Television: Last Night

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The Independent Culture
I struggled to suspend my disbelief for at least 30 minutes of The Beggar Bride (BBC1), but my arms soon got awfully tired. Then I wondered whether I should even be bothering. After all, nobody quibbles about the breaking strain of a plait of human hair when they read Rapunzel or questions the orthopaedic wisdom of wearing a pair of glass slippers. If, as the title suggested, this was simply a contemporary fairytale, then anxieties about plausibility were really beside the point. But that is to reckon without the coercive literalism of television, which - unless it exerts itself to prove otherwise - is generally assumed to be set in something approximating to the real world. Angela's transformation (from depressed dole-ite to society wife) took place in the world of chain- stores, council estates, opera boxes and social security offices. A world, that is, which we expect to be obedient to psychology and economics, rather than magic frogs and poison apples.

The story was a grab-bag of sources - a bit of Cinderella, a large portion of self-help Pygmalion, a hint of Rebecca and a splash of Indecent Proposal behind the ears. Languishing in a grotty council flat with her unemployed husband and sickly child, Angela decides to marry again. She will snare Sir Fabian Ormerod, a millionaire businessman, and secure her family's prosperity with the subsequent divorce settlement. The whole world seems to be on her side - the shopping bags she steals from the lobbies of smart hotels contain clothes that fit her like a glove; when she inveigles her way into Sir Fabian's box at the opera a passing stranger obligingly confirms her bona fides; her accent and bearing are impeccable (she weeps spontaneously in La boheme, which I think we are meant to take as a sign of natural gentility).

In fact, the story was quite shameless about arranging matters to suit itself. Sir Fabian's daughter, Honesty, is murderously jealous of the new attraction, but usefully absents herself so the affair can be consummated when Angela discovers she is pregnant by her first husband; Sir Fabian's family are beadily vigilant about her way with cutlery but enquire no further once she has shown that she can pick up the right fork; a man who has already endured a divorce from a wife who turned out to have sado- masochistic tastes, marries a woman about whom he knows virtually nothing without any attempt at investigation. If Angela had stumbled across a pumpkin which transformed itself into a BMW Cabriolet I'm not sure that you would have noticed anything odd.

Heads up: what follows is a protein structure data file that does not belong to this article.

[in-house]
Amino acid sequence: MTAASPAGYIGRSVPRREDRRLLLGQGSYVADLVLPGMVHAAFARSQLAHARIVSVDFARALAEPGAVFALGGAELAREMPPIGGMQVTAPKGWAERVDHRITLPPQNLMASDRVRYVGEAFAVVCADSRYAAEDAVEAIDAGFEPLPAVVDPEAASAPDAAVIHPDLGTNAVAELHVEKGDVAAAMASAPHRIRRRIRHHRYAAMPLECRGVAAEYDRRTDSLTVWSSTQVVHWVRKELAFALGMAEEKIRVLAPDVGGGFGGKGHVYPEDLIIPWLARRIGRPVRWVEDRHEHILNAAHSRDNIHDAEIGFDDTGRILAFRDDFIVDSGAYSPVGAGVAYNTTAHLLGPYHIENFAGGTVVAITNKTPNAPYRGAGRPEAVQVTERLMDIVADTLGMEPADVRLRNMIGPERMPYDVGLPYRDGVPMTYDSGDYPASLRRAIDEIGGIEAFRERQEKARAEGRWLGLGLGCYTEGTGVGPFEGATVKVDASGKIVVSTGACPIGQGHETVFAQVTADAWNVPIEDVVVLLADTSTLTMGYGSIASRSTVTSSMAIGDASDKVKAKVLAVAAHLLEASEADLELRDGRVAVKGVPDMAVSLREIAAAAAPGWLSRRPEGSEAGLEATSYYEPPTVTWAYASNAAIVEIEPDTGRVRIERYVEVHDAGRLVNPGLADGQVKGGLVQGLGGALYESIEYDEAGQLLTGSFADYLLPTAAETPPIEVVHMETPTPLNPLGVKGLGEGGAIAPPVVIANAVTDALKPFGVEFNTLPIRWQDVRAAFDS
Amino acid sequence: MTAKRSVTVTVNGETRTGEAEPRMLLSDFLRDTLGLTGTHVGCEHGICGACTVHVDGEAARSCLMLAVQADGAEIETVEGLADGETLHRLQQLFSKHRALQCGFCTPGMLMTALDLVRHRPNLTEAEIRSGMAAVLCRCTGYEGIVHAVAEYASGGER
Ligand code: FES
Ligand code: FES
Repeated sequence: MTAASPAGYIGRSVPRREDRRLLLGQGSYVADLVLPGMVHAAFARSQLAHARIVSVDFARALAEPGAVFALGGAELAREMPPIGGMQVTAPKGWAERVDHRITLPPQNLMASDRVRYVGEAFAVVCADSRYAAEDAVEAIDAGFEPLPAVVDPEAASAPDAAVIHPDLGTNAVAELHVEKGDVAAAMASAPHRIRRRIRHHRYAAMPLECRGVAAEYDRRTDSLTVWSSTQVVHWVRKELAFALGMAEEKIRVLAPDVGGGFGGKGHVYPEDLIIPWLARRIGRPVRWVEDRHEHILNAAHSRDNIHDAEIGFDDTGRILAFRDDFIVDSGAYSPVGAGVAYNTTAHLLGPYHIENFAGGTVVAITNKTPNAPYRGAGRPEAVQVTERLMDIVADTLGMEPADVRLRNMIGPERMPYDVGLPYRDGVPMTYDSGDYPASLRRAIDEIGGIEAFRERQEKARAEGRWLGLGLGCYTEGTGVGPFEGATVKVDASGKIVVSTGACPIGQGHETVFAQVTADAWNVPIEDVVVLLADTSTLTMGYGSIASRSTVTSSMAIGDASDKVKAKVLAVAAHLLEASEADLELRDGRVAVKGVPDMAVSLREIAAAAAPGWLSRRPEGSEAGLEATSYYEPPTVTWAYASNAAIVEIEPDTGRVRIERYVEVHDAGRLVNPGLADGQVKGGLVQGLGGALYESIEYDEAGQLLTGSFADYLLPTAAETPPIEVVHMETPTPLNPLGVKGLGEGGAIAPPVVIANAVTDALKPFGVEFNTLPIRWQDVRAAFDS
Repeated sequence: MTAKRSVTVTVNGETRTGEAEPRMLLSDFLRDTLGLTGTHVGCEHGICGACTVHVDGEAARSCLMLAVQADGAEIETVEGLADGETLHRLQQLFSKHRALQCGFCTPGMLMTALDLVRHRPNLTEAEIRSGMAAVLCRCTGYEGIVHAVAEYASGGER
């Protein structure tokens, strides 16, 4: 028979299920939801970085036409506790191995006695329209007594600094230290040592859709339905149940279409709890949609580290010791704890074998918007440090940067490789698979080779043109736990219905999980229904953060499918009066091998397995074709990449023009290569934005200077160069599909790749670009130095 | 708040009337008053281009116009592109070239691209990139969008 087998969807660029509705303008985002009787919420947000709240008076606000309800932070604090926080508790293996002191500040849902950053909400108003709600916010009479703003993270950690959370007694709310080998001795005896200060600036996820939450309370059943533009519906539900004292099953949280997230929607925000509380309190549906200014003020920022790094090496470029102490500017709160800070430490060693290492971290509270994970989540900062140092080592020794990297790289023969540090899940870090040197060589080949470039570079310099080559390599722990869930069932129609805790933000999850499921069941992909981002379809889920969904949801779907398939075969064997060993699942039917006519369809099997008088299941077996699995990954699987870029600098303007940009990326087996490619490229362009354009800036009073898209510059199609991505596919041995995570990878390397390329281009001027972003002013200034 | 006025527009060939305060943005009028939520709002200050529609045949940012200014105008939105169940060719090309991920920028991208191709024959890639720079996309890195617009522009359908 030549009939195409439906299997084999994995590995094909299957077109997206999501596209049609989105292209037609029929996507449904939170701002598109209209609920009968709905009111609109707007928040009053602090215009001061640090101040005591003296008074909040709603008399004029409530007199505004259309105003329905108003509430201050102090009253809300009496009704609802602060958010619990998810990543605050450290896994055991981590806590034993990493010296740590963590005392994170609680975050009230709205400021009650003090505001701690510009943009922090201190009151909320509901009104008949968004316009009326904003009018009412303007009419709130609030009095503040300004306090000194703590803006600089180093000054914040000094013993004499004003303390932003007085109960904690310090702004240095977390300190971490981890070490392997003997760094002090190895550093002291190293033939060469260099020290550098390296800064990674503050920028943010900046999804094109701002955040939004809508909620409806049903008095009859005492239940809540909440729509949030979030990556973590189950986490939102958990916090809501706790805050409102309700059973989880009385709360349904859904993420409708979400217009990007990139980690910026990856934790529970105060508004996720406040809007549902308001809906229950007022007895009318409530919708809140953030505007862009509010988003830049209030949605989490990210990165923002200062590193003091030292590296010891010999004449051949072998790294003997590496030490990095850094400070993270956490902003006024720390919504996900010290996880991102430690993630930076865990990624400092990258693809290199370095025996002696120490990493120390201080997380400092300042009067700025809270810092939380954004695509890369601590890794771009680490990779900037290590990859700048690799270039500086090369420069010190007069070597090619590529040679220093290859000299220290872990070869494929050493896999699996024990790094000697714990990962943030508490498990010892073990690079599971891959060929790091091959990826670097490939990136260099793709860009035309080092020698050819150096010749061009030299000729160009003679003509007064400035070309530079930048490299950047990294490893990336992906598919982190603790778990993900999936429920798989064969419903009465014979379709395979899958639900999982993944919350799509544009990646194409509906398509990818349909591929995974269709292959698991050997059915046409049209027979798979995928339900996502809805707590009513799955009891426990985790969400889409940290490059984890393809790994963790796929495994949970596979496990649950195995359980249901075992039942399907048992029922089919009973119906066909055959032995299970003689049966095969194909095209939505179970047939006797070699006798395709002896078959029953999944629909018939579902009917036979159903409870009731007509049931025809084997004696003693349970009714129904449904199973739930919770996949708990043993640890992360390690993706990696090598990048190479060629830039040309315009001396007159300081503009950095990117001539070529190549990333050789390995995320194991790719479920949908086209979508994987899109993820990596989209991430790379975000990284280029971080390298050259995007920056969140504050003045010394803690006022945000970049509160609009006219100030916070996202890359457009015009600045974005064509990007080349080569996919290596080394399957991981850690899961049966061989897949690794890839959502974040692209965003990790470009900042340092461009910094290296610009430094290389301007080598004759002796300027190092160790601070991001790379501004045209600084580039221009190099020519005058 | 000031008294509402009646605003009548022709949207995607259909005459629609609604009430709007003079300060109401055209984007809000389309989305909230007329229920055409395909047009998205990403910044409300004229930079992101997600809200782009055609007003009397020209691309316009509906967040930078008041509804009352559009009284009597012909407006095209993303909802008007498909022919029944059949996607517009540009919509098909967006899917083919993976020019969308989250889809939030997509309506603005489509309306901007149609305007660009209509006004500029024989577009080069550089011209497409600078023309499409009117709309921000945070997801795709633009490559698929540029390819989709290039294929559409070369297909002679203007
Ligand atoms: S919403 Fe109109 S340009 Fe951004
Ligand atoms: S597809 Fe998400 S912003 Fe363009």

They didn't all live happily ever after - the drama having made a very late bid for emotional depth after happily splashing around in the shallows of gothic pastiche. But despite Keeley Hawes' winning performance as Angela (it wasn't hard to imagine that Sir Fabian might have wanted to fall in love with her enough to ignore the alarm bells), you couldn't really work up any genuine emotion about the characters. It would have been as pointless as fretting about whether a relationship based on shoe size could really stand the strains of a royal marriage.

There was something of Cinderella about It's Ulrika! (BBC2), too. The story is simple - a humble weathergirl meets two fairy godfathers of television comedy (Vic Reeves and Bob Mortimer) and dazzles them. You shall go to the ball, they say, and this one-off sketch show was the result. A distinctly odd one, too. Ulrika is sexy and she is funny, but she is so in something of a backstage, let-your- hair-down style. Like Angela Rippon dancing on Morecambe and Wise, the performance was good enough not to be embarrassing, but not quite remarkable enough to warrant a solo special. She did some impressions which largely consisted of costume and make-up (though her Anthea Turner did have a real sting to it) and acted in sketches which had rather touchingly been designed to show off all her talents, up to and including the ability to down a pint of lager in one. This gift has not often been thought worthy of inclusion in a comedy special - but anything can happen in a fairytale.